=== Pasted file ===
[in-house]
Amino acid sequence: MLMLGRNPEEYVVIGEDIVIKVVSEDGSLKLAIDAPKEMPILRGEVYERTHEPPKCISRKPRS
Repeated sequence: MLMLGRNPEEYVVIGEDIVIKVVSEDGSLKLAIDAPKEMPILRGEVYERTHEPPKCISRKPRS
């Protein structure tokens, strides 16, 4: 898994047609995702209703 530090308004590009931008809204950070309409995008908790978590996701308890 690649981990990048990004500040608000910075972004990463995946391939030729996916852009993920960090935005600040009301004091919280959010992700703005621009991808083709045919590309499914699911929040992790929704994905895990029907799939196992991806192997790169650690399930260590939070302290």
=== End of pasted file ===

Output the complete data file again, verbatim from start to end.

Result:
[in-house]
Amino acid sequence: MLMLGRNPEEYVVIGEDIVIKVVSEDGSLKLAIDAPKEMPILRGEVYERTHEPPKCISRKPRS
Repeated sequence: MLMLGRNPEEYVVIGEDIVIKVVSEDGSLKLAIDAPKEMPILRGEVYERTHEPPKCISRKPRS
């Protein structure tokens, strides 16, 4: 898994047609995702209703 530090308004590009931008809204950070309409995008908790978590996701308890 690649981990990048990004500040608000910075972004990463995946391939030729996916852009993920960090935005600040009301004091919280959010992700703005621009991808083709045919590309499914699911929040992790929704994905895990029907799939196992991806192997790169650690399930260590939070302290």